Study: Weight Gain with Antidepressants Small

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Study: Weight Gain with Antidepressants Small

News Review from Harvard Medical School

June 6, 2014

News Review From Harvard Medical School -- Study: Weight Gain with Antidepressants Small

Although some pills for depression can spur weight gain, a new study finds that the long-term amount gained is small. Most prior studies have lasted only a few months. The new study was based on electronic records for more than 19,000 adults with depression. They had been treated with at least 1 of 11 different antidepressants. After 12 months, they had gained an average of 1 to 2 pounds. Weight gain was smallest for those who took bupropion (Wellbutrin and generics), amitriptyline and nortriptyline. But differences between average weight gains for different drugs were small. The journal JAMA Psychiatry published the study. HealthDay News wrote about it June 5.

 

By Howard LeWine, M.D.
Harvard Medical School

 

What Is the Doctor's Reaction?

The treatment of depression has improved a great deal in the last couple of decades. Many medicines are now available. That's the good news. However, only one-half of adults treated for depression show some response to the first antidepressant prescribed. Only one-third get satisfactory relief from their symptoms with the first drug.

There is also the problem of side effects. Even when a drug is working, side effects may limit a person's desire to stay on it. One of those unwanted side effects is weight gain.

Prior studies have looked at short-term weight changes related to antidepressant drugs. Most people gain some weight after starting any of the antidepressants. But the amount of weight gain varies a great deal. Some people even lose weight.

These researchers looked at longer-term weight gain from antidepressants. They compared weight changes of 11 different drugs over 12 months. The study included more than 19,000 adults who were prescribed an antidepressant. On average, they found that long-term weight gain was small.

The researchers chose citalopram as the reference drug. Prior studies suggested that citalopram (Celexa and generics) caused a roughly similar amount of weight gain as other antidepressants, on average. And the median weight gain in this study for people taking citalopram was about one to two pounds.

The researchers compared the average amount of weight gain in people taking the other 10 drugs vs. people prescribed citalopram. The differences were small. People taking bupropion (Wellbutrin and generics) had the least amount of weight gain, close to none. Two others that appeared to have less weight gain were amitriptyline and nortriptyline.

Amitriptyline and nortriptyline are older drugs. Because so many newer drugs have fewer side effects, they are prescribed much less often. In addition, most studies other than this one suggest that weight gain is a common side effect of amitriptyline. Actually, doctors sometimes prescribe a low dose to stimulate an appetite for underweight people. 

 

What Changes Can I Make Now?

Based on results of this study, concern about weight gain should not influence the choice of antidepressant for most people. However, a small number of people have a condition called atypical major depression. Instead of the more usual problems of decreased appetite and difficulty sleeping, their depression causes an increased appetite and sleeping too much. This leads to weight gain even without drug treatment. If possible, they should avoid adding a drug that causes even more weight gain.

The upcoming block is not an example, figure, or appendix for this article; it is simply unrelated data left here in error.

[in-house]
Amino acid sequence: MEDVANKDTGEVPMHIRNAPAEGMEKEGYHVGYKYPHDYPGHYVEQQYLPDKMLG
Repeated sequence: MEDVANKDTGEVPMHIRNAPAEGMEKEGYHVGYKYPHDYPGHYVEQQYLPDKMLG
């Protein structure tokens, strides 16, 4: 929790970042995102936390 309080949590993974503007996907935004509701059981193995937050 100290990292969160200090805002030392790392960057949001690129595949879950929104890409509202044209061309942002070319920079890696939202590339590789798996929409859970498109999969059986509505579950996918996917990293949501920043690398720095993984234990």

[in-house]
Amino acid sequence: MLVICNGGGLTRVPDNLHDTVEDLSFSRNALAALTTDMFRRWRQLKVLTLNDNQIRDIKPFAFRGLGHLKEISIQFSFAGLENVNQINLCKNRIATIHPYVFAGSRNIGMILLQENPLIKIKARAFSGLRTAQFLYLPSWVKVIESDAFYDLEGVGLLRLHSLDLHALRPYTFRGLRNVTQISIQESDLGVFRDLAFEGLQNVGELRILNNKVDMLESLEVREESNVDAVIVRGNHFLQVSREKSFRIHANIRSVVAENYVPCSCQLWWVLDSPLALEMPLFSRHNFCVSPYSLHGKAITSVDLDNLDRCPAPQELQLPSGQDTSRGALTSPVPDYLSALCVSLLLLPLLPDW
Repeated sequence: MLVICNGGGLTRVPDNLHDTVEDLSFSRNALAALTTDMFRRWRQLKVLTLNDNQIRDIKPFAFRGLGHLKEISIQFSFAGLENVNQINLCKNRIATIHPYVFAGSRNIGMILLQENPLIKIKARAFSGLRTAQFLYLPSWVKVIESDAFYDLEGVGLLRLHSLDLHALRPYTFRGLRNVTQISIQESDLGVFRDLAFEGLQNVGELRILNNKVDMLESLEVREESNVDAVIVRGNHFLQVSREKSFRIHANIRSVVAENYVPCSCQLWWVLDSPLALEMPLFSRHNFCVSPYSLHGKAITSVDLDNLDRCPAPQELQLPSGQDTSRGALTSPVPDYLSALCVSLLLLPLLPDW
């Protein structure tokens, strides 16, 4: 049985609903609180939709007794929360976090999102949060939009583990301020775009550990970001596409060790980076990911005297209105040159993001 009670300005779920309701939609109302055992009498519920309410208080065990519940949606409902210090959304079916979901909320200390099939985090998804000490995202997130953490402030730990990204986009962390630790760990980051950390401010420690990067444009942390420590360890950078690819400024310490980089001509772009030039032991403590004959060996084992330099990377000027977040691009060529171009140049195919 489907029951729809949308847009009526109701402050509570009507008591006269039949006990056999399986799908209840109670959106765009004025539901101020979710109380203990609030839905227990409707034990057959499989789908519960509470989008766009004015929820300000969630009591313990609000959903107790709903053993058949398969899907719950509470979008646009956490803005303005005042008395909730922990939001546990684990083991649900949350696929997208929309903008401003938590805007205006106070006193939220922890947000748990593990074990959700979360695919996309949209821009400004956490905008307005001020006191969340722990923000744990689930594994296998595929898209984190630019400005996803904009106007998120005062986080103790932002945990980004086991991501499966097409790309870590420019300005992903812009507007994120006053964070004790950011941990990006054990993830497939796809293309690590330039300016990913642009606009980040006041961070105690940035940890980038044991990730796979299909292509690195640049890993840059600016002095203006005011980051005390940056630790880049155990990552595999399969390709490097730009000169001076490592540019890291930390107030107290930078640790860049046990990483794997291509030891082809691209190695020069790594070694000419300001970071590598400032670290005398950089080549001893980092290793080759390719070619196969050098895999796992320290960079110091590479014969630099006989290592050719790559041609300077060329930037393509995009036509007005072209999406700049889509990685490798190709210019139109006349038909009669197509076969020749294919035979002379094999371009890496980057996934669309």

Antidepressants generally have similar effectiveness. So choosing which one to try first is determined mainly by cost and potential side effects.

Many of these drugs are available as generics. Therefore, they are lower in cost. The generics work as well as the brand names.

Here are some tips for choosing a treatment based on common side effects:

  • Sexual side effects, such as difficulty having an orgasm. Bupropion may be less likely to cause this side effect. It's also linked with the least amount of weight gain.
  • Insomnia. Consider an antidepressant that makes you sleepy and take it before bed. Trazodone is the most sedating. Paroxetine might also be a good choice, but it has a slightly higher risk of weight gain.
  • Decreased energy level. None of these drugs is clearly more stimulating. Perhaps bupropion or fluoxetine could be the first choice.

If you start taking an antidepressant, don't expect major improvement right away. It often takes 6 to 8 weeks to see a response. And don't give up if the first one doesn't work. If the first choice does not relieve symptoms, you can switch or add a second drug.

Another option to consider is psychotherapy, especially if the first drug doesn't work. People who do not respond to the first antidepressant can often do as well with talk therapy as they would with another drug.

 

What Can I Expect Looking to the Future?

It's reassuring that on average there is minimal weight gain from antidepressants. However, some people may start to gain a lot of weight when they take an antidepressant. For those people, it will be a very good reason to consider a change in therapy.

Last updated June 06, 2014


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